Federal law (18 U.S.C. § 242) provides, in part,

Whoever, under color of any law, statute, ordinance, regulation, or custom, willfully subjects any person in any State, Territory, Commonwealth, Possession, or District to the deprivation of any rights, privileges, or immunities secured or protected by the Constitution or laws of the United States… shall be fined under this title or imprisoned not more than one year, or both;

On September 14, NRA filed a suit challenging Grisham’s unconstitutional order in state court. Every Republican member of the New Mexico legislature, the Republican Party of New Mexico, and the Libertarian Party of New Mexico joined NRA as plaintiffs.

As previously noted, the New Mexico Constitution protects “the right of the citizen to keep and bear arms for security and defense.” In the case State Ex Rel. Whitehead v. Vescovi-Dial (1997), the Court of Appeals of New Mexico made clear that the state right to keep and bear arms provision “stands shoulder to shoulder with the most basic guarantees of individual liberty against the power of the state.”

Grisham’s order also presents separation of powers issues. The state Constitution vests legislative authority in the legislature. New Mexico law generally allows law-abiding individuals to carry firearms openly or concealed with a license. Grisham has a constitutional duty to execute state law—and the Constitution. She must allow people to exercise the legal rights granted to them. There are no exceptions. The Constitution does not take a vacation during so-called emergencies. The New Mexico Supreme Court directly told the governor this in Grisham v. Reeb (2020), making clear that the state’s Public Health Emergency Response Act’s “purpose is to … ‘provide the state of New Mexico with the ability to manage public health emergencies in a manner that protects civil rights and the liberties of individual persons.’”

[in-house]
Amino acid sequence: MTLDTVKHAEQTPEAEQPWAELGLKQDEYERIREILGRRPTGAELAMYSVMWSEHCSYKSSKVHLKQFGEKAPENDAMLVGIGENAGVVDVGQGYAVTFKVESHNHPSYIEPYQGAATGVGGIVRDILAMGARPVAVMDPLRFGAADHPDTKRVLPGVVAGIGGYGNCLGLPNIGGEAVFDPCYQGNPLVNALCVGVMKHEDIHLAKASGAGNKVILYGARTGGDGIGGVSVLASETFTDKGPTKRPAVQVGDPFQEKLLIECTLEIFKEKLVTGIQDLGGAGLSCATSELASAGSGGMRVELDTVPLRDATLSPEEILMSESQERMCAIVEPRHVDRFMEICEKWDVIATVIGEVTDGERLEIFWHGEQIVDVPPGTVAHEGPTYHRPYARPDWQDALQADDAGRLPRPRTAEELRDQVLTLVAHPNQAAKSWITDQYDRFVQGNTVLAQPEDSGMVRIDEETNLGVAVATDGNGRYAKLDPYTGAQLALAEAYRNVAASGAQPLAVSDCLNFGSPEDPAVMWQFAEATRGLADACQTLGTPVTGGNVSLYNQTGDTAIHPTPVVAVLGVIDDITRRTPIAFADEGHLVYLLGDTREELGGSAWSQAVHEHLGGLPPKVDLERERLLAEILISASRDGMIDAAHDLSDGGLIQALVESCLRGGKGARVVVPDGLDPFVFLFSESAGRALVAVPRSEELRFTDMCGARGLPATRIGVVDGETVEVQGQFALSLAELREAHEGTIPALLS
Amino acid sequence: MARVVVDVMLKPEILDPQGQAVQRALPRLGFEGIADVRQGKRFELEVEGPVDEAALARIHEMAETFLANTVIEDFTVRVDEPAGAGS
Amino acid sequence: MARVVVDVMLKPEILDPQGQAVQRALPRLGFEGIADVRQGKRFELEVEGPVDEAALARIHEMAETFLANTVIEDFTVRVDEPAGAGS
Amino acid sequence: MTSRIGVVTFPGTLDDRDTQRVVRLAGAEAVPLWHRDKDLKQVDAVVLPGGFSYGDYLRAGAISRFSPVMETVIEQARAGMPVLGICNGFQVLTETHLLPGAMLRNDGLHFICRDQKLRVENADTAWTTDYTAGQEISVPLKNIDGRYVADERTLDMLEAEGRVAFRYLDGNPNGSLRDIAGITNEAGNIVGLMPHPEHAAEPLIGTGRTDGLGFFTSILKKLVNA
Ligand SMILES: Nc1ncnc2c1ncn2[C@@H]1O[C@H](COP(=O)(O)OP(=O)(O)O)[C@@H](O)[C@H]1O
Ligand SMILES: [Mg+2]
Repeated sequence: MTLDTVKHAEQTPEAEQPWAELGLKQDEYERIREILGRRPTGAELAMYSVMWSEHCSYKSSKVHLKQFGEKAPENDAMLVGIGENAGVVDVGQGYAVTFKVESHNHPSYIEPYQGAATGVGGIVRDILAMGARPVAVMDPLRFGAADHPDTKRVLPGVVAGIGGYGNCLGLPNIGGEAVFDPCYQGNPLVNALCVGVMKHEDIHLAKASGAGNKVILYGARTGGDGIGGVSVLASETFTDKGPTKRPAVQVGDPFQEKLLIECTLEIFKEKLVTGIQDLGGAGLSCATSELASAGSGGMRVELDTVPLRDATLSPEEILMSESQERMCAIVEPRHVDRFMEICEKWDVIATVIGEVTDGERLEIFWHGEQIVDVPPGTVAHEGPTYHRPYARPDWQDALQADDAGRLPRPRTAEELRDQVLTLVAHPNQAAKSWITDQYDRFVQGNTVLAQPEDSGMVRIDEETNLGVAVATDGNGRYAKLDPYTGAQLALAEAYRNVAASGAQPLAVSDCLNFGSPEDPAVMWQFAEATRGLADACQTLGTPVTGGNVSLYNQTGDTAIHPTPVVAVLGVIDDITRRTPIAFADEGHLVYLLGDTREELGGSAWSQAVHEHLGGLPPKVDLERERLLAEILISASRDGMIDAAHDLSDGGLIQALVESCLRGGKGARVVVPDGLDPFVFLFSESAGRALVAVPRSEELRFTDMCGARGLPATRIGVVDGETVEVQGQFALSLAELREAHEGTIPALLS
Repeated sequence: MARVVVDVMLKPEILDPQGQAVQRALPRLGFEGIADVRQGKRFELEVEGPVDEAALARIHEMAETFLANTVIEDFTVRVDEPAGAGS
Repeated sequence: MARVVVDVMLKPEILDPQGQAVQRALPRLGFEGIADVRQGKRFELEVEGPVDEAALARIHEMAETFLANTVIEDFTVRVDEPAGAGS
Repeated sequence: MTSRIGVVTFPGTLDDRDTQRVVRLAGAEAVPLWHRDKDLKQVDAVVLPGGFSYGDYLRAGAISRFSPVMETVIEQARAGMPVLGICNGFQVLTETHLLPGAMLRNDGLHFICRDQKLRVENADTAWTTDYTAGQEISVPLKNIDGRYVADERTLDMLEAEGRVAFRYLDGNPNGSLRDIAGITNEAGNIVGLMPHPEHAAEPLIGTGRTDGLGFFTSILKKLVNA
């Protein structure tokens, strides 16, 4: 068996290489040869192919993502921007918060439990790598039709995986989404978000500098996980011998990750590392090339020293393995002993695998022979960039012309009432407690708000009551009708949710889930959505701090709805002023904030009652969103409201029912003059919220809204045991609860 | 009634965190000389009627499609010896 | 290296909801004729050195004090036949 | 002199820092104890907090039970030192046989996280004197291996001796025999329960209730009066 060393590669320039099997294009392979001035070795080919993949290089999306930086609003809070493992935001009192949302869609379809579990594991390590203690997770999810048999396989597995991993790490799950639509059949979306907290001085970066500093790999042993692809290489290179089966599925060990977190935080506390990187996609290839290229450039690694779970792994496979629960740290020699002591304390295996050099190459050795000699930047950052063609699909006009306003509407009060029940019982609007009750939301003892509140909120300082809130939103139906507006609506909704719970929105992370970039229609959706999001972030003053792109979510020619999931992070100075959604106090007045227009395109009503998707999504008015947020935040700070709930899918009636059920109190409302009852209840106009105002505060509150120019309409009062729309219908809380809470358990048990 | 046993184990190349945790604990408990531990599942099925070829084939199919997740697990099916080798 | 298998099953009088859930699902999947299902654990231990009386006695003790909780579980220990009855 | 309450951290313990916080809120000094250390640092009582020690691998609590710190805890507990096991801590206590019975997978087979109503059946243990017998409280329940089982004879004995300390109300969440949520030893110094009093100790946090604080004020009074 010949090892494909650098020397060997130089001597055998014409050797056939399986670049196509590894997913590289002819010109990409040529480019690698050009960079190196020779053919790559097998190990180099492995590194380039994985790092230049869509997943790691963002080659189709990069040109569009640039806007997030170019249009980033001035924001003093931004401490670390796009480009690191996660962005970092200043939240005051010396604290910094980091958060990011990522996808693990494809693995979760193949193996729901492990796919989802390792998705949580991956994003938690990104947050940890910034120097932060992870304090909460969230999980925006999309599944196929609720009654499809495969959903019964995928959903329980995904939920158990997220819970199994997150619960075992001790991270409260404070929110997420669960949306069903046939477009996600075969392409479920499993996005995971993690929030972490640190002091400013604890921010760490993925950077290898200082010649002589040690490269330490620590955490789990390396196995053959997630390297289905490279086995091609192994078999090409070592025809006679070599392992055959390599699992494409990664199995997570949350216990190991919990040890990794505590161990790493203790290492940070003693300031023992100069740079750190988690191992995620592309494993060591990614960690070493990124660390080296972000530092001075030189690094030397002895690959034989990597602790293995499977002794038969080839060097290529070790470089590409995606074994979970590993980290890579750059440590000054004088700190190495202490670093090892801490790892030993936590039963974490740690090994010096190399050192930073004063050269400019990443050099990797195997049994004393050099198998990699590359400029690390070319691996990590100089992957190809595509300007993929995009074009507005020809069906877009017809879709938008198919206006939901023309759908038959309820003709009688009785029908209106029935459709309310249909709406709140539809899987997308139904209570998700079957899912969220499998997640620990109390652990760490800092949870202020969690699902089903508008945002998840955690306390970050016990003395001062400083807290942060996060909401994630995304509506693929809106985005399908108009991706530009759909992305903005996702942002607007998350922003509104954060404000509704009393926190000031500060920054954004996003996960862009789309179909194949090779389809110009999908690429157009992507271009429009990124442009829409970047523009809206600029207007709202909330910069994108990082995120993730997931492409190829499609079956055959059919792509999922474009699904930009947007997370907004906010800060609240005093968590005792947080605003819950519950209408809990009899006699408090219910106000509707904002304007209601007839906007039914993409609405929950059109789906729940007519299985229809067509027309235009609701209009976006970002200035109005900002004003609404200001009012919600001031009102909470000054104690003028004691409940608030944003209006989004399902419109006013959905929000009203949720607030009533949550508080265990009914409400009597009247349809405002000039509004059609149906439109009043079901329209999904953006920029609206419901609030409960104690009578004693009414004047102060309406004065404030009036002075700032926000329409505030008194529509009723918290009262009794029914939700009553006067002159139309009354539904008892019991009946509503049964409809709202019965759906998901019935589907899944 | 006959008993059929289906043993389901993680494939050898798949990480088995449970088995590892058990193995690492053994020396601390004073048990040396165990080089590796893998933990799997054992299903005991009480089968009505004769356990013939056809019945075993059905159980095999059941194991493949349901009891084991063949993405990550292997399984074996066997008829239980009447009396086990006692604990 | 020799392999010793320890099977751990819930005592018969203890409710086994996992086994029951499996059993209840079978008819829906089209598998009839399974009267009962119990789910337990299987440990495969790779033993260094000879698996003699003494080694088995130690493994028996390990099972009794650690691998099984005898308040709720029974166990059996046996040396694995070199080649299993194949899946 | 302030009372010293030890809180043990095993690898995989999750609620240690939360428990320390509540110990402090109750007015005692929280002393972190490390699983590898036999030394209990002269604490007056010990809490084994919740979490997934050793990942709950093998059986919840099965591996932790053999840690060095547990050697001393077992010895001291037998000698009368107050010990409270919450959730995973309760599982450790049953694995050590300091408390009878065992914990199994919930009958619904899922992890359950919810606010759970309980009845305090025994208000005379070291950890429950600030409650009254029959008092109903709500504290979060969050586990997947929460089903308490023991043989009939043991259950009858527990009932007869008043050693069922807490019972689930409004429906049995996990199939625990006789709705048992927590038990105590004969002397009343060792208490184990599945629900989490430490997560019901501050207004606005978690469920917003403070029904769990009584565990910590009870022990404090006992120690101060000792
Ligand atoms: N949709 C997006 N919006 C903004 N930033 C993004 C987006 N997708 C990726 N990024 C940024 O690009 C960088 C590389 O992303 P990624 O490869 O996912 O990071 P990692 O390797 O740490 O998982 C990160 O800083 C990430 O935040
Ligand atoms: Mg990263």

On September 15, Grisham amended her order to limit the firearm prohibition to “public parks or playgrounds, or other public area provided for children to play in . . . .” This vague prohibition still has the same problems as the original order: it violates the right to keep and bear arms and the separation of powers.

Making matters even more interesting, on April 7, 2021, Grisham signed the New Mexico Civil Rights Act.

That law provides,

A public body or person acting on behalf of, under color of or within the course and scope of the authority of a public body shall not subject or cause to be subjected any resident of New Mexico or person within the state to deprivation of any rights, privileges or immunities secured pursuant to the bill of rights of the constitution of New Mexico.

Further, the act waives sovereign immunity for the government and persons working on its behalf and notes,

In any claim for damages or relief under the New Mexico Civil Rights Act, no public body or person acting on behalf of, under color of or within the course and scope of the authority of a public body shall enjoy the defense of qualified immunity for causing the deprivation of any rights, privileges or immunities secured by the bill of rights of the constitution of New Mexico.

A “public body” is defined to include, “a state or local government, an advisory board, a commission, an agency or an entity created by the constitution of New Mexico.”

Prevailing plaintiffs may secure up to $2 million in damages and attorney fees.

Gun rights supporters should continue to follow NRAILA.org for the latest on the effort to combat Grisham’s unconstitutional order and vindicate New Mexicans’ Second Amendment rights.